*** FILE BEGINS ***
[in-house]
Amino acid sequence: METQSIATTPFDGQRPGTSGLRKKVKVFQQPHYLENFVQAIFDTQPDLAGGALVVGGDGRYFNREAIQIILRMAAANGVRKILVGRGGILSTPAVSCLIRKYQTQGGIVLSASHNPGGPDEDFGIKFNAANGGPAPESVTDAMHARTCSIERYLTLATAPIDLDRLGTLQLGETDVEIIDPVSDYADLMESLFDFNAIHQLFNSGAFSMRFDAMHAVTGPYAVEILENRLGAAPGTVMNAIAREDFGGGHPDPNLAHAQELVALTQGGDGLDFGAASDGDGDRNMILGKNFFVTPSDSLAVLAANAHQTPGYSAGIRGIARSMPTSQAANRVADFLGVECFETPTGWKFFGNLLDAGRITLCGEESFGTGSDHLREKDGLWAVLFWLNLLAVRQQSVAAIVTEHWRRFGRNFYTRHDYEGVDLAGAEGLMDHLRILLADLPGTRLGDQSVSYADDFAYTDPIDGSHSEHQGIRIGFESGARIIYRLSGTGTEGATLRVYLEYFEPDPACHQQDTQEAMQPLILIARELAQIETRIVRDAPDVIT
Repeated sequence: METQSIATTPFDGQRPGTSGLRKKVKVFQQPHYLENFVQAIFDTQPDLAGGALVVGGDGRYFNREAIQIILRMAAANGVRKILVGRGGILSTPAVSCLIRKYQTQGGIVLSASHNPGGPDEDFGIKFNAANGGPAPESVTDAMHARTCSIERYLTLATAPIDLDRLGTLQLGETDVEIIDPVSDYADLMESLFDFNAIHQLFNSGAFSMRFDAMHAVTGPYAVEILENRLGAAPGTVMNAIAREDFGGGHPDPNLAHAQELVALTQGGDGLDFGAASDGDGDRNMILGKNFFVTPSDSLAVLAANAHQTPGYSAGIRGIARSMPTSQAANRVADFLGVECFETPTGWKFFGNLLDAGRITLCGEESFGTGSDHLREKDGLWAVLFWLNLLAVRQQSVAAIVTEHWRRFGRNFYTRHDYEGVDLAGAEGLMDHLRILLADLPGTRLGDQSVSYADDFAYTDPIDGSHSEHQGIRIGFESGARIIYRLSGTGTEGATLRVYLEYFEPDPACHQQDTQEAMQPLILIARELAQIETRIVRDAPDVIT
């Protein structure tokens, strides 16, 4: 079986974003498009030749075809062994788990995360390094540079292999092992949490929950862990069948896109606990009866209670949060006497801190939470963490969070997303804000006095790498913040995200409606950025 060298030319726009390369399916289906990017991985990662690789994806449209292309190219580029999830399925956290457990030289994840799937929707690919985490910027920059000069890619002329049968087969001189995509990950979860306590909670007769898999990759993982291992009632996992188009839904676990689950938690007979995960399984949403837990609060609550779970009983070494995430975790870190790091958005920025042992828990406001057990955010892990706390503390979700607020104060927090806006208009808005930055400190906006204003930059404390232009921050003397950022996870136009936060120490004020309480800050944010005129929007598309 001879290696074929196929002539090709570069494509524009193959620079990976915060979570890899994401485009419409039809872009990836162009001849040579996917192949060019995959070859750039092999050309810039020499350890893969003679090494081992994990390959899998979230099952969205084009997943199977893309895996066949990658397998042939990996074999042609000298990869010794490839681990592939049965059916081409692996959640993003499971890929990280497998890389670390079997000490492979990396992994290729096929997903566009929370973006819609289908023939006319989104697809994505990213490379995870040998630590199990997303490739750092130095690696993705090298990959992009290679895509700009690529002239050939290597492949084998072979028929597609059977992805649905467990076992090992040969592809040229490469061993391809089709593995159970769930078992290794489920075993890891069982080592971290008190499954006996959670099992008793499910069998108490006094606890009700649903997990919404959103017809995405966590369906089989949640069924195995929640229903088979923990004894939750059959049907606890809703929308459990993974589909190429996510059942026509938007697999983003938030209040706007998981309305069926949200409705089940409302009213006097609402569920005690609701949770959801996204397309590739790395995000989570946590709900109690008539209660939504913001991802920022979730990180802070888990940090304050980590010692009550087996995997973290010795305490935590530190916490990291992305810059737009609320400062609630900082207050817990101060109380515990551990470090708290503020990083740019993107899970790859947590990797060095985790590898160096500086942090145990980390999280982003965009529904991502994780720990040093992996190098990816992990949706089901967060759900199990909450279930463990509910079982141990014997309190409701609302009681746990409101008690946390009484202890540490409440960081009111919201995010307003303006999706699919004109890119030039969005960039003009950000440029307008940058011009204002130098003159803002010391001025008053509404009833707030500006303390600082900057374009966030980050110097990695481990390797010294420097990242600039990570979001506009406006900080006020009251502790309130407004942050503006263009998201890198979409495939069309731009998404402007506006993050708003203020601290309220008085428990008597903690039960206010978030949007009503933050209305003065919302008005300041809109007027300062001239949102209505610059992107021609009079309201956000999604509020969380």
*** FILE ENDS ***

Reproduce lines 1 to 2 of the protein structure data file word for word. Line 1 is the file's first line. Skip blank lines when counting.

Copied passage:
[in-house]
Amino acid sequence: METQSIATTPFDGQRPGTSGLRKKVKVFQQPHYLENFVQAIFDTQPDLAGGALVVGGDGRYFNREAIQIILRMAAANGVRKILVGRGGILSTPAVSCLIRKYQTQGGIVLSASHNPGGPDEDFGIKFNAANGGPAPESVTDAMHARTCSIERYLTLATAPIDLDRLGTLQLGETDVEIIDPVSDYADLMESLFDFNAIHQLFNSGAFSMRFDAMHAVTGPYAVEILENRLGAAPGTVMNAIAREDFGGGHPDPNLAHAQELVALTQGGDGLDFGAASDGDGDRNMILGKNFFVTPSDSLAVLAANAHQTPGYSAGIRGIARSMPTSQAANRVADFLGVECFETPTGWKFFGNLLDAGRITLCGEESFGTGSDHLREKDGLWAVLFWLNLLAVRQQSVAAIVTEHWRRFGRNFYTRHDYEGVDLAGAEGLMDHLRILLADLPGTRLGDQSVSYADDFAYTDPIDGSHSEHQGIRIGFESGARIIYRLSGTGTEGATLRVYLEYFEPDPACHQQDTQEAMQPLILIARELAQIETRIVRDAPDVIT